Somatrogon in paediatric growth hormone deficiency: a profile of its use in the EU
Funding The preparation of this review was not supported by any external funding.
Authorship and Conflict of interest E.S. Kim is a contracted employee of Adis International Ltd/Springer Nature and declares no conflicts of interest. Z.T. Al-Salama, a salaried employee of Adis International Ltd/Springer Nature and an editor of Drugs & Therapy Perspectives, was not involved in any publishing decisions for the manuscript and declares no relevant conflicts of interest. All authors contributed to the review and are responsible for the article content.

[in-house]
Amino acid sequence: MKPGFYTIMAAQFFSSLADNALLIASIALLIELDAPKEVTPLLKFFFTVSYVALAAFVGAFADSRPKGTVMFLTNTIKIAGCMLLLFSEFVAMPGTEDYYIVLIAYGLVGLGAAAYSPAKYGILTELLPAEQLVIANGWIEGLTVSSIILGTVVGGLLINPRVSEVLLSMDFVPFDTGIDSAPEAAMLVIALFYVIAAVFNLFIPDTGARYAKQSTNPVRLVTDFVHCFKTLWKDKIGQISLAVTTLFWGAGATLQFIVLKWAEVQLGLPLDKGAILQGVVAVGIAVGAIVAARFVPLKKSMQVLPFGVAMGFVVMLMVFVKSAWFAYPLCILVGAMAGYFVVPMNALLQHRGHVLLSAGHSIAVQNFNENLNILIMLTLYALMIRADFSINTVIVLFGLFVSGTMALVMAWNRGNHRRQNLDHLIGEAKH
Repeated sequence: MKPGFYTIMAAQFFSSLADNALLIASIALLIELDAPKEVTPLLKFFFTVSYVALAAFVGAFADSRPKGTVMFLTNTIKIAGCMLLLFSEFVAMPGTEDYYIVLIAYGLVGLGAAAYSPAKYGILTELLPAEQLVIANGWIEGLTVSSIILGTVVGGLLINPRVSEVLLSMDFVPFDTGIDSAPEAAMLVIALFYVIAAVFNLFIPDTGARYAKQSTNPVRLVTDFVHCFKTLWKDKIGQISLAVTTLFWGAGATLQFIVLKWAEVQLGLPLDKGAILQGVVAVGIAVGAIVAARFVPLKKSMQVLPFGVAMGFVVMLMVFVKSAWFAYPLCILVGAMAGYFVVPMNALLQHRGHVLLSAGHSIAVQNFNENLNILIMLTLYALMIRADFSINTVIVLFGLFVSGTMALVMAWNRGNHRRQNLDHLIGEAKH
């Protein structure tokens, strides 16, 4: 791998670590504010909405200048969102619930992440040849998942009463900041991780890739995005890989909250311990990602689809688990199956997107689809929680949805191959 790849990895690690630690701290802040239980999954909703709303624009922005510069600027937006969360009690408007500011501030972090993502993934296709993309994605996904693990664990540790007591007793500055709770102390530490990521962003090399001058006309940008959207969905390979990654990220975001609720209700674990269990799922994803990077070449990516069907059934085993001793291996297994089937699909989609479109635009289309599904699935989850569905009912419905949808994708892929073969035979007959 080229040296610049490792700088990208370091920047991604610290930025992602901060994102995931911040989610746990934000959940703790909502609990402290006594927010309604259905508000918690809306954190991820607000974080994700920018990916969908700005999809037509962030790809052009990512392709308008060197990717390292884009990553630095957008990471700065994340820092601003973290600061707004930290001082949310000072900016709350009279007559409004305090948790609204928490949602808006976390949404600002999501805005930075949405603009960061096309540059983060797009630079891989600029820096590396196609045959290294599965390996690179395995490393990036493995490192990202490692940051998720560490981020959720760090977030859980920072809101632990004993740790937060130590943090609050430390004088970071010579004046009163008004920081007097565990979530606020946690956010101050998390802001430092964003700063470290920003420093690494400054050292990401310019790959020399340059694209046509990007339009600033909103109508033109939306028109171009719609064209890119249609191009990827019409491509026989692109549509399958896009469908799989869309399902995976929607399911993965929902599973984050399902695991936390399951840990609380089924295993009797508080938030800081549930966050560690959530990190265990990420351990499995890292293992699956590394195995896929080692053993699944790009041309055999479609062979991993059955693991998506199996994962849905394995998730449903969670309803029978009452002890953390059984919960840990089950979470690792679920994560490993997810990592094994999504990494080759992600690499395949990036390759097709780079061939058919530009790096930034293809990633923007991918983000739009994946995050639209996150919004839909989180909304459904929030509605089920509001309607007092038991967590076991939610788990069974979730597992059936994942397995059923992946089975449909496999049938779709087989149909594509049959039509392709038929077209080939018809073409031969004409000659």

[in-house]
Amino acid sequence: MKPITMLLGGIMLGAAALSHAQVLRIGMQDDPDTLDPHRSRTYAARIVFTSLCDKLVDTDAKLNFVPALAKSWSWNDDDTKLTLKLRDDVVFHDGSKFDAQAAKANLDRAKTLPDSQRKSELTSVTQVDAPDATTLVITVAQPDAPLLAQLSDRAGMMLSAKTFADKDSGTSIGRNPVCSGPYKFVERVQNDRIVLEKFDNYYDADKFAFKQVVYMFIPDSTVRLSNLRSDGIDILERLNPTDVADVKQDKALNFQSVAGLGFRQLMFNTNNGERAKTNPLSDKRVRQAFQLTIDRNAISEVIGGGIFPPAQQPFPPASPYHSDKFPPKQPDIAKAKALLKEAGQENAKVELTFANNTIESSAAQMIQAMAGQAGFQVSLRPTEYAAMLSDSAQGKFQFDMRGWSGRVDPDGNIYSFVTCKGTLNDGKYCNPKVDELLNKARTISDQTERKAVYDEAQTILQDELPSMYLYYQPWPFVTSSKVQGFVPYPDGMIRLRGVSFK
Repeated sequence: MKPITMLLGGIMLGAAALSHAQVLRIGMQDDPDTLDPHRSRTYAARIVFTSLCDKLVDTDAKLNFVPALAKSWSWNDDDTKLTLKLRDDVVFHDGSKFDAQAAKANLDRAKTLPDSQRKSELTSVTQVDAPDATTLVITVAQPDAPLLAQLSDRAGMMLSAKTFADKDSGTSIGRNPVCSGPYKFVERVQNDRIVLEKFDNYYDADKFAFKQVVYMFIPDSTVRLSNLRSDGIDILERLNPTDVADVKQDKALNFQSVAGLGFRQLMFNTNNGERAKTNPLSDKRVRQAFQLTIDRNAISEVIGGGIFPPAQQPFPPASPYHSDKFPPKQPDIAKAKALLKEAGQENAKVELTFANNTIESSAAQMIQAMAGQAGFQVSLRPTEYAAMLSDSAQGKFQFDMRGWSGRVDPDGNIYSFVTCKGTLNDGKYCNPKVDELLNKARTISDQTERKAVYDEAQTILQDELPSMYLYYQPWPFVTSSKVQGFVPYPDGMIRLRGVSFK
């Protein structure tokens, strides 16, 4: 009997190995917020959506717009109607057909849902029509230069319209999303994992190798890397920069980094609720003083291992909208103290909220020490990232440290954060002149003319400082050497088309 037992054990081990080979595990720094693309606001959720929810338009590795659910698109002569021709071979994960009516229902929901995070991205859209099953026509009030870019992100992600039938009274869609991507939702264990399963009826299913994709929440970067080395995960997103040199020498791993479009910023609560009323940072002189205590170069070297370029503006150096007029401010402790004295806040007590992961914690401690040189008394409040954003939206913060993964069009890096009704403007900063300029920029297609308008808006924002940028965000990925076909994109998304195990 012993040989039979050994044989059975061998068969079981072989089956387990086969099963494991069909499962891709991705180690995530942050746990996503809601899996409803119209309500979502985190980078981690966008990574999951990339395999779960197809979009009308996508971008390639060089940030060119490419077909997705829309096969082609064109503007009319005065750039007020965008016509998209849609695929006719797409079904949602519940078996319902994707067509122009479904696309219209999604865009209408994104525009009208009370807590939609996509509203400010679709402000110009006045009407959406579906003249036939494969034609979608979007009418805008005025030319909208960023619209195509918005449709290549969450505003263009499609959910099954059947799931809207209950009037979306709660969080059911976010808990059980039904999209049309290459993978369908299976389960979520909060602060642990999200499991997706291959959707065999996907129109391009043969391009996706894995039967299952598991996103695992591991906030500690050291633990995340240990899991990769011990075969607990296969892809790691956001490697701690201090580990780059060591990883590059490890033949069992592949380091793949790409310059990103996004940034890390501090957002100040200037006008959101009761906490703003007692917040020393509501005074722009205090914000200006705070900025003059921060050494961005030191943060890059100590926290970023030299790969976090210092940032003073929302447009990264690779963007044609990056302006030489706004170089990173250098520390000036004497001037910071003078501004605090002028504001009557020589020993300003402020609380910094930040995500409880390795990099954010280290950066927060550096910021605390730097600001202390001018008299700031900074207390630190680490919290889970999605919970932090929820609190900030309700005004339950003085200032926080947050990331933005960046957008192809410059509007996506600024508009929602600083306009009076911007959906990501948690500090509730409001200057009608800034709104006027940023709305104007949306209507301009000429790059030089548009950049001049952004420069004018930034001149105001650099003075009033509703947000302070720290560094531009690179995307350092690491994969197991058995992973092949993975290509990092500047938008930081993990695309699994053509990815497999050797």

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Somatrogon (NGENLA®), a modified long-acting form of recombinant human growth hormone (rhGH), is a valuable new option for the treatment of paediatric patients aged ≥ 3 years with growth disturbance due to insufficient GH secretion in the EU, and offers the convenience of once-weekly administration. In a phase 3 randomized trial, once-weekly somatrogon was non-inferior to once-daily somatropin (rhGH; standard therapy) in increasing height velocity in paediatric patients with GH deficiency (GHD). Once-weekly somatrogon was associated with a lower treatment burden than once-daily somatropin in another phase 3 randomized trial. Somatrogon is generally well tolerated, with injection site pain being the most frequent treatment-emergent adverse event. Somatrogon is available as a multi-dose prefilled pen for subcutaneous injection.
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